National Institute on Alcohol Abuse and Alcoholism
Percent Drunk in Past Year, Students Ages 15-16,
ESPAD 2007
80
73
70
62
60 57
58
51
50
46 45
47
40
29
4242
45
48
25
50
43
45
36
28
46
42
37 36
35
40
40
32
42
37
40
32
35
25 26
18
10
0
Compared to Other Regions of the World
National Institute on Alcohol Abuse and Alcoholism
 Europe has the highest:
• Per capita alcohol consumption:
11.9 liters pure alcohol vs. 6.2 liters worldwide
• Percent of deaths that are attributable to alcohol :
6.5% vs. 3.2% worldwide
• Alcohol-Attributable burden of disease (measured
in disability-adjusted life years (DALYs)):
11.6% vs. 4% worldwide
• Past year prevalence of alcohol use disorders:
– 5.5% Western Europe
– 10.9% Eastern Europe
– 3.6% worldwide
Source: Rehm J et al., Alcohol and Global Health, Lancet 373, 2223-2233, 2009.
29
50
Federal 21
Drinking Age
Drinking Age 21 in all states
45
Full-time College Students
40
35
Other 1-4 Yrs. Past HS
30
Percent
National Institute on Alcohol Abuse and Alcoholism
Alcohol: Trends in 2-Week Prevalence of 5 or More
Drinks in a Row among College Students vs.
Others 1-4 Years Beyond HS
25
12th Graders
20
15
10
5
0
1978 1980 1982 1984 1986 1988 1990 1992 1994 1996 1998 2000 2002 2004 2006 2008
Source: Monitoring the Future, 2007
National Institute on Alcohol Abuse and Alcoholism
Alcohol- vs. Non-Alcohol-Related Traffic Fatalities,
Rate Per 100,000, Ages 16-20, United States,1982-2008
U.S. MLDA Age 21 law
MLDA 21 in all 50 states
30
25.58
(n=5,244)
Non-Alcohol-Related ↓ 1%
25
13.19
(n=2,853)
20
15
10
13.36
(n=2,738)
Alcohol-Related ↓ 70%
5
7.60
(n=1,644)
0
1982
1984
1986
1988
1990
1992
1994
1996
1998
2000
2002
2004
Sources: U.S. Fatality Analysis Reporting System, 2009; U.S. Census Bureau, 2009
2006
31
2008
National Institute on Alcohol Abuse and Alcoholism
Legal Drinking Age Changes
 CDC reviewed 49 studies published in
scientific journals
 Alcohol-Related Traffic Crashes:
- Increased10% when the drinking age was
lowered
- Decreased 16% when the drinking age was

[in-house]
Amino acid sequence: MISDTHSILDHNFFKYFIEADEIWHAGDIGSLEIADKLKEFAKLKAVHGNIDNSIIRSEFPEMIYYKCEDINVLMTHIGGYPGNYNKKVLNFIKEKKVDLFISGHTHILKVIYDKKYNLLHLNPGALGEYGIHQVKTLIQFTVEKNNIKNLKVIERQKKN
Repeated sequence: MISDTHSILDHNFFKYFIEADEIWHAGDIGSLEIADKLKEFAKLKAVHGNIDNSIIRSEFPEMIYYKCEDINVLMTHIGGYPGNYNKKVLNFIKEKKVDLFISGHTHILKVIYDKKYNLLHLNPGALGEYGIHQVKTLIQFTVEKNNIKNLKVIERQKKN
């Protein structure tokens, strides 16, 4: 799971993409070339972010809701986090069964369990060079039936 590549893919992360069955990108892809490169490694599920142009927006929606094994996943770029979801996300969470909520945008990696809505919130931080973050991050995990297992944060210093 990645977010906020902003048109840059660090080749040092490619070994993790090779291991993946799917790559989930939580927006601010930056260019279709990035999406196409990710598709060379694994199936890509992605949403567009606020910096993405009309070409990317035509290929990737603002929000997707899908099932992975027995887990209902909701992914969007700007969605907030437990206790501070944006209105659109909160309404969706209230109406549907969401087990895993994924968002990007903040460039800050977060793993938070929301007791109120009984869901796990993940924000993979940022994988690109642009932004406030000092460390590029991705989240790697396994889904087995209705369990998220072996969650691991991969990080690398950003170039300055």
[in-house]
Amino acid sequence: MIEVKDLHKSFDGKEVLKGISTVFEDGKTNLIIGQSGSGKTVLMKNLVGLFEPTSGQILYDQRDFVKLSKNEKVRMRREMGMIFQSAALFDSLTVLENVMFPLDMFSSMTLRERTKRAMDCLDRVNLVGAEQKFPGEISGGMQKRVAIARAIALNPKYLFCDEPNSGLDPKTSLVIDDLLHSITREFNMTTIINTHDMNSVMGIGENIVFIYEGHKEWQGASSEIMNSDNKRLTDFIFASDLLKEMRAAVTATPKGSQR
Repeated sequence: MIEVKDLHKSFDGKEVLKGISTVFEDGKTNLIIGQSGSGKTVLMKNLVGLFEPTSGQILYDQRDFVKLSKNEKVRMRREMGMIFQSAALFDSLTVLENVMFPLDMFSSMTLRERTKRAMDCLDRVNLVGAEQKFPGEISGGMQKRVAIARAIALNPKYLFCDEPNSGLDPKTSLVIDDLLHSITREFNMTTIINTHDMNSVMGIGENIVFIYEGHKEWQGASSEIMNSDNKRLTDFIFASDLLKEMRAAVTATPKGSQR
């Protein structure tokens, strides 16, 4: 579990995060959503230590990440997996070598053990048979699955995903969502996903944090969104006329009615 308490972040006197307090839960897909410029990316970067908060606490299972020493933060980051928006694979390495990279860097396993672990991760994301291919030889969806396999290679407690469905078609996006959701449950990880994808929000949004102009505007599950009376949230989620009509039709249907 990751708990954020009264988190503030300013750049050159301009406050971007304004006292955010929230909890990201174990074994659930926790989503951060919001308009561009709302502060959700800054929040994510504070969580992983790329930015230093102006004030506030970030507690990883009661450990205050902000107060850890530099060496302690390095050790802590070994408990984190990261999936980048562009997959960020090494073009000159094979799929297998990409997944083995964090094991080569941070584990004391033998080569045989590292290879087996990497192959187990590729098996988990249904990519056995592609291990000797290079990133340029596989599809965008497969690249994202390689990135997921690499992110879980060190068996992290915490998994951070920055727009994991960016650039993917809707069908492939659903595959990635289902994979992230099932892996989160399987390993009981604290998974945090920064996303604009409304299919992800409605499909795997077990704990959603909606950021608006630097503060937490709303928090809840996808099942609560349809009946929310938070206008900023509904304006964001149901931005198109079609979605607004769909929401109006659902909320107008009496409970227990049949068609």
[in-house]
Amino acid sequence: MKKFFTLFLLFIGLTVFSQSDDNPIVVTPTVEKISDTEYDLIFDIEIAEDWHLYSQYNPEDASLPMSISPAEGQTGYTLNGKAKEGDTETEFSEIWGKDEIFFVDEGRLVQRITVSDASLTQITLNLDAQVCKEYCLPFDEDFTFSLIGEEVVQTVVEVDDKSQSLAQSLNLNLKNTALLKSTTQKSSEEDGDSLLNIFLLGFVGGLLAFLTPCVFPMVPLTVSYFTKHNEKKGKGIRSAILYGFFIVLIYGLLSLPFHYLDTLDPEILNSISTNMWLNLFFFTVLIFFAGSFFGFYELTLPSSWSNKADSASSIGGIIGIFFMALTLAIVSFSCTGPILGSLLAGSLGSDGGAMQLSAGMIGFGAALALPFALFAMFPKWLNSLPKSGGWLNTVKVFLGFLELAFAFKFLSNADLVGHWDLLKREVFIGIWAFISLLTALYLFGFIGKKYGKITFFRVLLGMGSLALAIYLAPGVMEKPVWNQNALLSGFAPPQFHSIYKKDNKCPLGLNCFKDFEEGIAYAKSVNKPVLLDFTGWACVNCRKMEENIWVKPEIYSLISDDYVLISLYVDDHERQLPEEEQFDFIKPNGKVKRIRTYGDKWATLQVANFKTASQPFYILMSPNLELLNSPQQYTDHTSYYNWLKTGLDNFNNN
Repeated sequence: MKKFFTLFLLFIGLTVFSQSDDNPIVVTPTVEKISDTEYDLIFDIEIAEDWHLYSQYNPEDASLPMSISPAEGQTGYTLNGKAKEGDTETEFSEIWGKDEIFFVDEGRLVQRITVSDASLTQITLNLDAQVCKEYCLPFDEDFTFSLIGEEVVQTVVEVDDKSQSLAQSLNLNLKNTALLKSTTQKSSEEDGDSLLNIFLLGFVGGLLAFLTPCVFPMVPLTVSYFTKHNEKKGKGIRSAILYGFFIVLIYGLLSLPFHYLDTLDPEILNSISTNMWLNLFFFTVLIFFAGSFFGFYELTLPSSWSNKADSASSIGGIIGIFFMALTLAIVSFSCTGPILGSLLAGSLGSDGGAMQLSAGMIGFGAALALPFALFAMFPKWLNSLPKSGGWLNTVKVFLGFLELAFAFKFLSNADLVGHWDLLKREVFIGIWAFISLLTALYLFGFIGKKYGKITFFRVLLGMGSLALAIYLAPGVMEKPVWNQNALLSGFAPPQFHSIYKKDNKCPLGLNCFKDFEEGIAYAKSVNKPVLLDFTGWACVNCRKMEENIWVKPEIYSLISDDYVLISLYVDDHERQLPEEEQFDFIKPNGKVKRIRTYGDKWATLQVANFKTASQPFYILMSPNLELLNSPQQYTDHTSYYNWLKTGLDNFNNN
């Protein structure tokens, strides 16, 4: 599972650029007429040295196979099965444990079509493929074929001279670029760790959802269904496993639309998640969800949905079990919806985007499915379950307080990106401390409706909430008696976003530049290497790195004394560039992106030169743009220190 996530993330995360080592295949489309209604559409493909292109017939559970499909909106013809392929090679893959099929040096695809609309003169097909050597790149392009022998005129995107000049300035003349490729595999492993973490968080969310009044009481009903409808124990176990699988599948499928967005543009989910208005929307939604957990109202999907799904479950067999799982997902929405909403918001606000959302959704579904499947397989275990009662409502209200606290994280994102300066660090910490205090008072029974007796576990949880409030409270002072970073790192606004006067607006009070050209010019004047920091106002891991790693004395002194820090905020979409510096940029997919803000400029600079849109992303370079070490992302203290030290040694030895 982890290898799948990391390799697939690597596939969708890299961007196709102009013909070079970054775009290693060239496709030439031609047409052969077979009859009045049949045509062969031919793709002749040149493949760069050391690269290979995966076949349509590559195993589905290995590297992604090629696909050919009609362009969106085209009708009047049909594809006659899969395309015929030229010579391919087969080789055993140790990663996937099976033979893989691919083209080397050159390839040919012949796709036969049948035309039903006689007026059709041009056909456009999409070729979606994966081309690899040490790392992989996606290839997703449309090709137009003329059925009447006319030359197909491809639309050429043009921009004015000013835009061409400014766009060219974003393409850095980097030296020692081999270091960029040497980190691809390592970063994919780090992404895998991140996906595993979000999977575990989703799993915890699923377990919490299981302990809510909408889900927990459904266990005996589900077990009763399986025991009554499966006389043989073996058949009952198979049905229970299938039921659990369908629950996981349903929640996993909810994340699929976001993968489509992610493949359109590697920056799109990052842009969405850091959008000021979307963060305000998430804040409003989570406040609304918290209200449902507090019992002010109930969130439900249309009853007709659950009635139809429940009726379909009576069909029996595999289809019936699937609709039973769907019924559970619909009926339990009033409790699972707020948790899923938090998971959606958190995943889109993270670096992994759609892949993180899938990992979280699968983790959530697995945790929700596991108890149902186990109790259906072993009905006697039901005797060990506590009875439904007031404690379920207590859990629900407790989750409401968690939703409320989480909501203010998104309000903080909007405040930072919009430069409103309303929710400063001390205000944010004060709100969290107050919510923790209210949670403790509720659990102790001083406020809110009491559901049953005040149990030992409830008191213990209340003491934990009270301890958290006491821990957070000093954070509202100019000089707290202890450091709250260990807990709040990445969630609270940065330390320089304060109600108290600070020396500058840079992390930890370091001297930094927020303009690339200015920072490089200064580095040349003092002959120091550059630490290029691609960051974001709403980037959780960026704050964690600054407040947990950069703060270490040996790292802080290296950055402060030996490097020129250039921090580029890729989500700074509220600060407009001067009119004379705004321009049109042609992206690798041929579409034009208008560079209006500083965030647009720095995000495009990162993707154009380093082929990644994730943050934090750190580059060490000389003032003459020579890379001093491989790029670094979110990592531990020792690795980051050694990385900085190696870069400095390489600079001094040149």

raised
Source: Shults et al., American Journal of Preventive Medicine, 2001
National Institute on Alcohol Abuse and Alcoholism
James Fell et al.
The Impact of Underage Drinking Laws on Alcohol-Related
Fatal Crashes of Young Drivers
Alcohol Clin Exp Res, 2009
 Methods
• Analysis of the Fatality Analysis Reporting System from 1982-2004
• Examined the effects of the minimum legal drinking age of 21 on
the ratio of drinking to non-drinking drivers under age 21 in fatal
crashes
• Controlled for:
–
–
–
–
–
–
–
–
–
–
–
–
–
–
Zero Tolerance Laws
Graduated License Night Restrictions
Use/Lose laws
Administrative License Revocation
.10, .08 BAC per se
Mandatory seat belt laws
Per capita beer consumption
Unemployment rate
Vehicle miles traveled
Frequency of sobriety checkpoints
Number of licensed drivers
Ratio of drinking to non-drinking drivers
Age 26+ in fatal crashes
Ratio of drinking to non-drinking drivers age 26+ in fatal crashes
Fell et al., Alcohol Clin Exp Res, 2009 (cont)
National Institute on Alcohol Abuse and Alcoholism
 Results
• Minimum legal drinking age was independently associated with a 16%
decline in the ratio of drinking to non-drinking drivers in fatal crashes under
age 21
• Other laws that independently predicted lower involvement of drinking drivers
under age 21 in fatal crashes:
–
–
–
–
–
Use/Lose laws
↓5%
Zero tolerance laws
↓5%
0.08% BAC limit
↓ 8%
0.10% BAC limit
↓ 7%
Administrative license ↓ 5%
revocation (ALR)
– Seat belt laws
↓ 3%
 Conclusions
• Minimum legal drinking age of 21 reduced involvement of drinking drivers
under 21 in fatal crashes (16%)
• Zero tolerance laws and Use/Lose laws targeted drivers under 21 also
produced reductions
• Laws targeting drinking drivers of all ages also reduced involvement of